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Making sense of 1MDB’s profits

“[This] strengthens my confidence in 1MDB as a critical enabler in the government’s economic transformation programme for Malaysia to have a high performance and market-driven economy as well as become a high-income nation.”

Prime Minister Datuk Seri Najib Razak when announcing a net profit of RM425 million for 1Malaysia Development Bhd (1MDB) after its first financial year ending 31 March 2010. Najib is also advisory board chairperson of 1MDB, a government-owned strategic investment agency focused on bringing Middle East investments to Malaysia.

Mubadala logo (source:

Mubadala logo (source:

1MDB was set up with RM5 billion raised through government-guaranteed bonds. It raised eyebrows recently when it chose an Abu Dhabi-based company, Mubadala Development Co., over local players as a joint-venture partner to develop the Kuala Lumpur International Financial District (KLIFD) mega project. KLIFD is a component in the government’s Economic Transformation Plan (ETP). (Source: 1MDB posts RM425 million net profit in first financial year, Bernama as reported on the official website of the Office of the Prime Minister of Malaysia, 8 Oct 2010)

“While we are pleased to [note] that the fund has managed to generate a ‘return’ of 8.5%, the ‘profit’ only gives us a piece of the puzzle. Any accountant worth his [or her] salt will tell you that evaluating the performance of a company based purely on a ‘profit’ figure without footnotes, details and context is as good [as] buying a pretty looking car, without evaluating its engines.”

“[Malaysians] will be interested to know if the profits of 1MDB is derived from its various investments made to date, or is it purely a profit arising from the injection of assets into 1MDB by the Government.

“…1MDB would have gotten [the Sungai Besi] land for ‘free’ from the government…did 1MDB regard the receipt of this piece of land in its accounts as ‘earnings’, and if so, how much is this piece of land valued at? Hypothetically, if it was valued at RM1 billion, then without this ‘grant’ from the Government, 1MDB would have then made a loss of RM575 million and not a profit.”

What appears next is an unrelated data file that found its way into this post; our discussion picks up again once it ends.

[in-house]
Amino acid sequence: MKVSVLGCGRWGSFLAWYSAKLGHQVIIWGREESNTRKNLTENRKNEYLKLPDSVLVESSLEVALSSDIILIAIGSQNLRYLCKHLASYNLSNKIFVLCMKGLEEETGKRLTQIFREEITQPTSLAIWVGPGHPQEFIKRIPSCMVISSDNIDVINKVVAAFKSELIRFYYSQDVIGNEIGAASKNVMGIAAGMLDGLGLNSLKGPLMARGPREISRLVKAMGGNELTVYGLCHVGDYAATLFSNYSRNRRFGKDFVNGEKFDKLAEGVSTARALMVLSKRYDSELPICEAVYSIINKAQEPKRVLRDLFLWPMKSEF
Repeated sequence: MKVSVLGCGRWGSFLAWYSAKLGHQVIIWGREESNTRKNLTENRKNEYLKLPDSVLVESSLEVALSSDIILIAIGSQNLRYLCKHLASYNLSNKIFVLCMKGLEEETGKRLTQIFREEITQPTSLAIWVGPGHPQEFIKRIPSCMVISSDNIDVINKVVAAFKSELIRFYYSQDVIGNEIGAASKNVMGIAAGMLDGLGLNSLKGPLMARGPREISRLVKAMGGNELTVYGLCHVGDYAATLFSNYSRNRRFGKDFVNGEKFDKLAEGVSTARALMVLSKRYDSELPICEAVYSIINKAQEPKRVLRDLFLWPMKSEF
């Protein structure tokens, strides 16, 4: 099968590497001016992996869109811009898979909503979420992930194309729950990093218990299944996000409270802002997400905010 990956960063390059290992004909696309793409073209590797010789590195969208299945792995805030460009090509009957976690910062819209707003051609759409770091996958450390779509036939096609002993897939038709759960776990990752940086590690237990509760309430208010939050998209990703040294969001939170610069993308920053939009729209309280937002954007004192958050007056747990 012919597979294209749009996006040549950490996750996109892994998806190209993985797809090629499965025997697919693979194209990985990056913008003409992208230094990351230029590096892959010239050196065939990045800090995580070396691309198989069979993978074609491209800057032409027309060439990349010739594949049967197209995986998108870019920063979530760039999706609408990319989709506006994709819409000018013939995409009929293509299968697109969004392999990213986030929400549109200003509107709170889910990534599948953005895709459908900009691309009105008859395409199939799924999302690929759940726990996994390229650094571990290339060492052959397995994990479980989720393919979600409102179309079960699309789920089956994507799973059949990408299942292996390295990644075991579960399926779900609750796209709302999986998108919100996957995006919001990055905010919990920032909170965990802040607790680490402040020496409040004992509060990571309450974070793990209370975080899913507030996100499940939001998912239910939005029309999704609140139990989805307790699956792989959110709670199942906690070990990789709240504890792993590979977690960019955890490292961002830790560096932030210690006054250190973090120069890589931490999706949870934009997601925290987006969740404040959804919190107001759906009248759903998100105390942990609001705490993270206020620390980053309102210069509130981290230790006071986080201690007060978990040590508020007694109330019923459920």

Tony Pua

Tony Pua

DAP Petaling Jaya Utara Member of Parliament (MP) Tony Pua asking Najib to reveal details about 1MDB’s accounts to justify its huge profits after just one year. Don’t tease the public but flaunt the results if they are true, Pua said. He referred to suspicions that the profits were based on asset injections by the government, such as the transfer of government-owned prime land in Sungai Besi to 1MDB, without any tender exercise. 1MDB has been tasked with developing a proposed Islamic financial centre on the land with other companies in a consortium.

Pua said he had twice submitted questions in Parliament to the prime minister for details on 1MDB’s investments and performance. Pua did this in March and June 2010, but said he did not receive proper answers. He has re-submitted the questions for the current October 2010 Dewan Rakyat sitting. (Source: 1MDB Accounts Should Be Made Public, Tony Pua’s blog Philosophy Politics Economics, 10 Oct 2010)

“It is not like other statutory bodies governed by the Statutory Act (Annual Accounts and Reports) 1980 that needs their annual report tabled in Parliament. 1MDB only needs to file its annual report to the Companies Commission of Malaysia (CCM).”

Najib on why 1MDB did not have to reveal its accounts to the public through Parliament. He said 1MDB was subject to the Companies Act 1965 which did not provide for the company’s accounts to be tabled in Parliament. He added that the public could obtain 1MDB’s accounts through CCM later. Najib said this in Parliament when replying to Lembah Pantai MP Nurul Izzah Anwar who asked for 1MDB’s annual report to be tabled. (Source: Najib: 1MDB report need not be tabled, The Star, 13 July 2010)

“The profit arose from the disposal of our investments in our JV [joint-venture] company with PetroSaudi. In addition, a portion is also attributable to the effective management of treasury function funds in 1MDB.”

1MDB chief executive officer (CEO) Shahrol Halmi stating the reason for the investment agency’s RM425 million profit. He also said that 1MDB had never received any cash injections from the government beyond paid-up capital. The CEO also said that 1MDB’s accounts will be accessible to the public through the CCM. The Sungai Besi land transfer, however, was not discussed in the interview. (Source: 1MDB’s CEO on KLIFD making KL a global city, Bernama report in theSun, 11 Oct 2010)

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2 Responses to “Making sense of 1MDB’s profits”

  1. K S Ong says:

    Based on the scant information: RM5 billion capital, RM425 million profit after one year has a yield as stated, i,e. 8.5%.

    I can imagine profits were realised gains from investments, yet it could be paper profits based on unrealised gains, which depends on its accounting policy.

    I don’t think it involved any assets injected into the company because of the short period of time and the requirements to disclose, especially where it involves public properties.

  2. Eric says:

    I’m really skeptical that these accounts will ever make it to the CCM. The federal government is clearly lacking a transparency track record.
    I hope to be proven wrong.

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